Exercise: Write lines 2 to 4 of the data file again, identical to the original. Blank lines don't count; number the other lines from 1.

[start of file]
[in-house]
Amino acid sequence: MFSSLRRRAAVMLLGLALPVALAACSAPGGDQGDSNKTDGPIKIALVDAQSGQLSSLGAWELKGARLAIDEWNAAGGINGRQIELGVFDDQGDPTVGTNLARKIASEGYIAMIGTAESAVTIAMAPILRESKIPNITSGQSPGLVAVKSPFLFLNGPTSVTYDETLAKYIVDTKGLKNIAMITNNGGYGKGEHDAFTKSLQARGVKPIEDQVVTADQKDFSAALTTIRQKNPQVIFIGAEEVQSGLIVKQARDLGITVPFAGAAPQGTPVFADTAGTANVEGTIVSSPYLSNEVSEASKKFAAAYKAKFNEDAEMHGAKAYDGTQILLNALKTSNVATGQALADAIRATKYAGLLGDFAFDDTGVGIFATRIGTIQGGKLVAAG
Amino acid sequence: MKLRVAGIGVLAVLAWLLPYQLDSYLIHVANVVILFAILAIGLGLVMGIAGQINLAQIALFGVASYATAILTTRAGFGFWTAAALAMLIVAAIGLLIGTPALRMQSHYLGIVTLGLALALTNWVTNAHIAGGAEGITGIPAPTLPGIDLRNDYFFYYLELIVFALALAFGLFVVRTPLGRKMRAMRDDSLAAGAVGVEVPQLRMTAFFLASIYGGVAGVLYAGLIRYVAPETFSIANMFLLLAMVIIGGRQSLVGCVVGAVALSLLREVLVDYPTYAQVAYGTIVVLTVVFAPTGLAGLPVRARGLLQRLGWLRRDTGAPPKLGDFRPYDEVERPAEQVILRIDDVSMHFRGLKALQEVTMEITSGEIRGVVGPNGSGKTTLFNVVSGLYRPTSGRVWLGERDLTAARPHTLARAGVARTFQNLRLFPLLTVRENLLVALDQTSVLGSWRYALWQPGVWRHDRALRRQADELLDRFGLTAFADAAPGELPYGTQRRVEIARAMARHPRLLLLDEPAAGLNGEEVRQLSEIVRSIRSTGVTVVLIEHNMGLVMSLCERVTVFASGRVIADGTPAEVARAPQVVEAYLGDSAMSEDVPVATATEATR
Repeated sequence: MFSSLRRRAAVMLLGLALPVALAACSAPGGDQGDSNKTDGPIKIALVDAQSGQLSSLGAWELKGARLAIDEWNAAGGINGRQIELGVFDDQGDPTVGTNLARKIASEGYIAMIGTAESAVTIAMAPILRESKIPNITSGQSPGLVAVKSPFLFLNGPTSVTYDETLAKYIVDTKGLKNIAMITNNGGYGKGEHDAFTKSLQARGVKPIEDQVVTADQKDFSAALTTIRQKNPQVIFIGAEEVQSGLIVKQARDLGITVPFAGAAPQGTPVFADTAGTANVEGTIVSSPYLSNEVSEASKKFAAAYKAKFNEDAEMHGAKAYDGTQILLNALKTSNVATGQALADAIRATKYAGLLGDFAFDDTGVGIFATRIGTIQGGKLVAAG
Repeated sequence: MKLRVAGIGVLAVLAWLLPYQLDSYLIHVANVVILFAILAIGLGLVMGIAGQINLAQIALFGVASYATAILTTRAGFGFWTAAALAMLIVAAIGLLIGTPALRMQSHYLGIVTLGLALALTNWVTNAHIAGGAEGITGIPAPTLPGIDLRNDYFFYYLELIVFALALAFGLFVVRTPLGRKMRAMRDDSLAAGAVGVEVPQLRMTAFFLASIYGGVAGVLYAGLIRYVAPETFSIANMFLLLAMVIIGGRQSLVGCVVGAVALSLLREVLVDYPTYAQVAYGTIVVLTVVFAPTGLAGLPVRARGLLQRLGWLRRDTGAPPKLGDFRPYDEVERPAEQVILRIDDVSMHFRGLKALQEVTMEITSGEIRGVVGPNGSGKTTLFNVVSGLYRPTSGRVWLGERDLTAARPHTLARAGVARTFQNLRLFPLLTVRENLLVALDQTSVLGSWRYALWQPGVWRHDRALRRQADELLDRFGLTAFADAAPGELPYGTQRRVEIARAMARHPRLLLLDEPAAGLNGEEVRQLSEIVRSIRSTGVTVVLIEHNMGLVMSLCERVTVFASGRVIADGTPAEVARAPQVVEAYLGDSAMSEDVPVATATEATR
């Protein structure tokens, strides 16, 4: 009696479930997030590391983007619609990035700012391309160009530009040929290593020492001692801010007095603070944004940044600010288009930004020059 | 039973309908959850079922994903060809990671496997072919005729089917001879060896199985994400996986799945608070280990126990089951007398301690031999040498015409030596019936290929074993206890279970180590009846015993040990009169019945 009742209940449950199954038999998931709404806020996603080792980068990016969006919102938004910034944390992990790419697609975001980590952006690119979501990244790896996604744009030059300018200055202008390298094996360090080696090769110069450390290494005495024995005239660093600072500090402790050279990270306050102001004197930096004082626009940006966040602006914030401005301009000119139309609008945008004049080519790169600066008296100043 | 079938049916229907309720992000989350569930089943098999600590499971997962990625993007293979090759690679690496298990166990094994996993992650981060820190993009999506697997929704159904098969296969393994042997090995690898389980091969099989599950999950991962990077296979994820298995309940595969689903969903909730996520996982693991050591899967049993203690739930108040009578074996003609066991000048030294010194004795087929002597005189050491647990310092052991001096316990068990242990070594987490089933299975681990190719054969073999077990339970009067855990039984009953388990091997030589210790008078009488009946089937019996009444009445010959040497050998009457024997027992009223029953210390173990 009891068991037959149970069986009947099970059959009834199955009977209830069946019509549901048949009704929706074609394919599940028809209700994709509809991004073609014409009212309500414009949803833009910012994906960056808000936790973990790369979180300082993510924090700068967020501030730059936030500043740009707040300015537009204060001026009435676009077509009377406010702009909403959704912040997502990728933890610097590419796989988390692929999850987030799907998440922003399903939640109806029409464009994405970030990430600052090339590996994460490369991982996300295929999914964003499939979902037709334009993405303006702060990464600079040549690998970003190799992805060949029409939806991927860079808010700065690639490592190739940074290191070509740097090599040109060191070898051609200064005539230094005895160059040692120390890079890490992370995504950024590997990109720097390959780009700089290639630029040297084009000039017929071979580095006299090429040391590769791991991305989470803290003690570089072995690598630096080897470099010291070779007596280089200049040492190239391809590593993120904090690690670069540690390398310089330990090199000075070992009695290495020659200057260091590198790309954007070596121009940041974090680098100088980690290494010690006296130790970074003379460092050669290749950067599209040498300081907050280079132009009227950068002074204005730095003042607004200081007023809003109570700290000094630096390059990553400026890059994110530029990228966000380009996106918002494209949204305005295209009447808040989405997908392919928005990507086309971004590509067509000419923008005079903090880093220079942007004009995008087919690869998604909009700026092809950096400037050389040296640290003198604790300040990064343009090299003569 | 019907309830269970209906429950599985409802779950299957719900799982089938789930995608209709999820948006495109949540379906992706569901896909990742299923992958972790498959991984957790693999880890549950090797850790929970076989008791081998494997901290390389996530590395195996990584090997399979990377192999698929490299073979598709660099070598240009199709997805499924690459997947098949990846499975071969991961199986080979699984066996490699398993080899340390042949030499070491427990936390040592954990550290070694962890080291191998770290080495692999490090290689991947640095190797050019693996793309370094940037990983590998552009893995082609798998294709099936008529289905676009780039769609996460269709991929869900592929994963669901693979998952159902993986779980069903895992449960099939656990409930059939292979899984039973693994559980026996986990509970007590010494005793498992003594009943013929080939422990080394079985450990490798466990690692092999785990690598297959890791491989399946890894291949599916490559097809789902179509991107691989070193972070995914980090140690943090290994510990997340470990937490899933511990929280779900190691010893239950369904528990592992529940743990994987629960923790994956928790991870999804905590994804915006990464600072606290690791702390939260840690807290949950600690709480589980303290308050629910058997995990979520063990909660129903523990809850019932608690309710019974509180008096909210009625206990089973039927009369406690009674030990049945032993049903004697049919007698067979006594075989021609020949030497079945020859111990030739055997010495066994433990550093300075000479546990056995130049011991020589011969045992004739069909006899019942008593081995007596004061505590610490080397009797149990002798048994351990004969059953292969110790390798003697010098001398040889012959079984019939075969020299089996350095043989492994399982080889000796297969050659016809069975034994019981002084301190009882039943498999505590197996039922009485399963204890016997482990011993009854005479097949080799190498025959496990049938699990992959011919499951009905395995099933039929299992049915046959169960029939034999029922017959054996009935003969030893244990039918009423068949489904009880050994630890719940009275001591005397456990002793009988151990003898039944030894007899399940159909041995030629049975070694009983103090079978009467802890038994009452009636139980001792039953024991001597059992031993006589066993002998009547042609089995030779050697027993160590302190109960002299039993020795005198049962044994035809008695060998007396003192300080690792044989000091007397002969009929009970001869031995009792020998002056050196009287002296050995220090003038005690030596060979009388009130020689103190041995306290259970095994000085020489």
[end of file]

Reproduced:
Amino acid sequence: MFSSLRRRAAVMLLGLALPVALAACSAPGGDQGDSNKTDGPIKIALVDAQSGQLSSLGAWELKGARLAIDEWNAAGGINGRQIELGVFDDQGDPTVGTNLARKIASEGYIAMIGTAESAVTIAMAPILRESKIPNITSGQSPGLVAVKSPFLFLNGPTSVTYDETLAKYIVDTKGLKNIAMITNNGGYGKGEHDAFTKSLQARGVKPIEDQVVTADQKDFSAALTTIRQKNPQVIFIGAEEVQSGLIVKQARDLGITVPFAGAAPQGTPVFADTAGTANVEGTIVSSPYLSNEVSEASKKFAAAYKAKFNEDAEMHGAKAYDGTQILLNALKTSNVATGQALADAIRATKYAGLLGDFAFDDTGVGIFATRIGTIQGGKLVAAG
Amino acid sequence: MKLRVAGIGVLAVLAWLLPYQLDSYLIHVANVVILFAILAIGLGLVMGIAGQINLAQIALFGVASYATAILTTRAGFGFWTAAALAMLIVAAIGLLIGTPALRMQSHYLGIVTLGLALALTNWVTNAHIAGGAEGITGIPAPTLPGIDLRNDYFFYYLELIVFALALAFGLFVVRTPLGRKMRAMRDDSLAAGAVGVEVPQLRMTAFFLASIYGGVAGVLYAGLIRYVAPETFSIANMFLLLAMVIIGGRQSLVGCVVGAVALSLLREVLVDYPTYAQVAYGTIVVLTVVFAPTGLAGLPVRARGLLQRLGWLRRDTGAPPKLGDFRPYDEVERPAEQVILRIDDVSMHFRGLKALQEVTMEITSGEIRGVVGPNGSGKTTLFNVVSGLYRPTSGRVWLGERDLTAARPHTLARAGVARTFQNLRLFPLLTVRENLLVALDQTSVLGSWRYALWQPGVWRHDRALRRQADELLDRFGLTAFADAAPGELPYGTQRRVEIARAMARHPRLLLLDEPAAGLNGEEVRQLSEIVRSIRSTGVTVVLIEHNMGLVMSLCERVTVFASGRVIADGTPAEVARAPQVVEAYLGDSAMSEDVPVATATEATR
Repeated sequence: MFSSLRRRAAVMLLGLALPVALAACSAPGGDQGDSNKTDGPIKIALVDAQSGQLSSLGAWELKGARLAIDEWNAAGGINGRQIELGVFDDQGDPTVGTNLARKIASEGYIAMIGTAESAVTIAMAPILRESKIPNITSGQSPGLVAVKSPFLFLNGPTSVTYDETLAKYIVDTKGLKNIAMITNNGGYGKGEHDAFTKSLQARGVKPIEDQVVTADQKDFSAALTTIRQKNPQVIFIGAEEVQSGLIVKQARDLGITVPFAGAAPQGTPVFADTAGTANVEGTIVSSPYLSNEVSEASKKFAAAYKAKFNEDAEMHGAKAYDGTQILLNALKTSNVATGQALADAIRATKYAGLLGDFAFDDTGVGIFATRIGTIQGGKLVAAG